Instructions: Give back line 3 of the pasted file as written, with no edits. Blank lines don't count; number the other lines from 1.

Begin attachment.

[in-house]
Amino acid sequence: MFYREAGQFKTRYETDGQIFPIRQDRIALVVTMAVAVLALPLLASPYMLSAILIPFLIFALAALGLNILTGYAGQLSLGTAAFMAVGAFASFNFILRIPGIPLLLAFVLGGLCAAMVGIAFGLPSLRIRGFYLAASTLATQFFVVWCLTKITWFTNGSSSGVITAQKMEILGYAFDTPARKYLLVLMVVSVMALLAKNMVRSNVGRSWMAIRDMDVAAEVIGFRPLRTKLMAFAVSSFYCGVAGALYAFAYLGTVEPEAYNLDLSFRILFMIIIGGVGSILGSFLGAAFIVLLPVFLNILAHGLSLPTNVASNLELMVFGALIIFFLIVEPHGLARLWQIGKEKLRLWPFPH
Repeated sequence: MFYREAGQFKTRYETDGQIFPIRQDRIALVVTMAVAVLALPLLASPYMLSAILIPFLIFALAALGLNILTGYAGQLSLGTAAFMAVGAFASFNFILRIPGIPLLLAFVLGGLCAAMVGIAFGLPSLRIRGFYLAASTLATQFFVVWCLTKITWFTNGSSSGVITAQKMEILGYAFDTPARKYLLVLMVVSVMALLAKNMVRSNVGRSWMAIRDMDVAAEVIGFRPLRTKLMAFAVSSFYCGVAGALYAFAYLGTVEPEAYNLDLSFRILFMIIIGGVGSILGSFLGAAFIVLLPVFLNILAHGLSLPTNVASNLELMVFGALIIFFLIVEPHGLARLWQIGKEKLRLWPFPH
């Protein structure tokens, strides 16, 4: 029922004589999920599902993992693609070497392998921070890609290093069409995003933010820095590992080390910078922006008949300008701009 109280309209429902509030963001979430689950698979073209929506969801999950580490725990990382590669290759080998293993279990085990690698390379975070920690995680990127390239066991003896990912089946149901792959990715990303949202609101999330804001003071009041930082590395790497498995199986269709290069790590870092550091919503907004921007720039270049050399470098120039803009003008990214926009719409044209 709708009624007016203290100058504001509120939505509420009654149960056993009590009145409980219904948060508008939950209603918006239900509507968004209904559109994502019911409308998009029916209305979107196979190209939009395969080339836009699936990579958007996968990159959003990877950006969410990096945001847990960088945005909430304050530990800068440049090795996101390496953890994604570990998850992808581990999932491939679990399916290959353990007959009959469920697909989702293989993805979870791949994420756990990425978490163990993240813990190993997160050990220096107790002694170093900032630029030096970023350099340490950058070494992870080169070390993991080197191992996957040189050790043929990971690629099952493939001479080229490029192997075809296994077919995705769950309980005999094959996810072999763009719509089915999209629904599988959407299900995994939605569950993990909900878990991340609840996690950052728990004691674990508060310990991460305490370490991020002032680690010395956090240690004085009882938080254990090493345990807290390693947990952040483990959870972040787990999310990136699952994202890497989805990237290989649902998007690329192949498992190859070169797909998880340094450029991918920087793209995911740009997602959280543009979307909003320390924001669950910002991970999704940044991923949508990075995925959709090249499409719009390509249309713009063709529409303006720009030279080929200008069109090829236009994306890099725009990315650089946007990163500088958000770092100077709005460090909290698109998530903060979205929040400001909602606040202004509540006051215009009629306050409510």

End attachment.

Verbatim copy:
Repeated sequence: MFYREAGQFKTRYETDGQIFPIRQDRIALVVTMAVAVLALPLLASPYMLSAILIPFLIFALAALGLNILTGYAGQLSLGTAAFMAVGAFASFNFILRIPGIPLLLAFVLGGLCAAMVGIAFGLPSLRIRGFYLAASTLATQFFVVWCLTKITWFTNGSSSGVITAQKMEILGYAFDTPARKYLLVLMVVSVMALLAKNMVRSNVGRSWMAIRDMDVAAEVIGFRPLRTKLMAFAVSSFYCGVAGALYAFAYLGTVEPEAYNLDLSFRILFMIIIGGVGSILGSFLGAAFIVLLPVFLNILAHGLSLPTNVASNLELMVFGALIIFFLIVEPHGLARLWQIGKEKLRLWPFPH